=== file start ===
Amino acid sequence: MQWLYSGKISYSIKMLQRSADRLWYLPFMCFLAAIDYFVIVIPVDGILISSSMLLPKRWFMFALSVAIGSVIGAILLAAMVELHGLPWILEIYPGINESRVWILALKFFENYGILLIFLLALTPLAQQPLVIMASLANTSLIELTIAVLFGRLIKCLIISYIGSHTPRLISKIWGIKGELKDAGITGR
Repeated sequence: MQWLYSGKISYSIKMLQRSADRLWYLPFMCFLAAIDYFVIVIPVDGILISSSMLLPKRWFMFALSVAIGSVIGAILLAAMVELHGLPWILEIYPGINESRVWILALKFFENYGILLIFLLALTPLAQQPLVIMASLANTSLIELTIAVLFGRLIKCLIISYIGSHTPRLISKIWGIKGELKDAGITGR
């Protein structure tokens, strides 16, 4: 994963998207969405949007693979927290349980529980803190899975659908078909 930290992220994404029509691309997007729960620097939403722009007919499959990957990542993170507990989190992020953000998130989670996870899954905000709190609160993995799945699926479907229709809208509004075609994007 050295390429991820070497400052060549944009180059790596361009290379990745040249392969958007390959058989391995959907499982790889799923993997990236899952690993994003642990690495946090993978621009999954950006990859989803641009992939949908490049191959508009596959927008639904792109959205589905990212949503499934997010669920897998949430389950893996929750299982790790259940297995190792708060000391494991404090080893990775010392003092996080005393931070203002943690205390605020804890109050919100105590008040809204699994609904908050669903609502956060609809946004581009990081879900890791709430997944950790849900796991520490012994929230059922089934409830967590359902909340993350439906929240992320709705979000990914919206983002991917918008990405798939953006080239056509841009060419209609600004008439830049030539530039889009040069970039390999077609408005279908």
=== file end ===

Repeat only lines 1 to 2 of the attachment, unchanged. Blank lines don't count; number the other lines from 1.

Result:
Amino acid sequence: MQWLYSGKISYSIKMLQRSADRLWYLPFMCFLAAIDYFVIVIPVDGILISSSMLLPKRWFMFALSVAIGSVIGAILLAAMVELHGLPWILEIYPGINESRVWILALKFFENYGILLIFLLALTPLAQQPLVIMASLANTSLIELTIAVLFGRLIKCLIISYIGSHTPRLISKIWGIKGELKDAGITGR
Repeated sequence: MQWLYSGKISYSIKMLQRSADRLWYLPFMCFLAAIDYFVIVIPVDGILISSSMLLPKRWFMFALSVAIGSVIGAILLAAMVELHGLPWILEIYPGINESRVWILALKFFENYGILLIFLLALTPLAQQPLVIMASLANTSLIELTIAVLFGRLIKCLIISYIGSHTPRLISKIWGIKGELKDAGITGR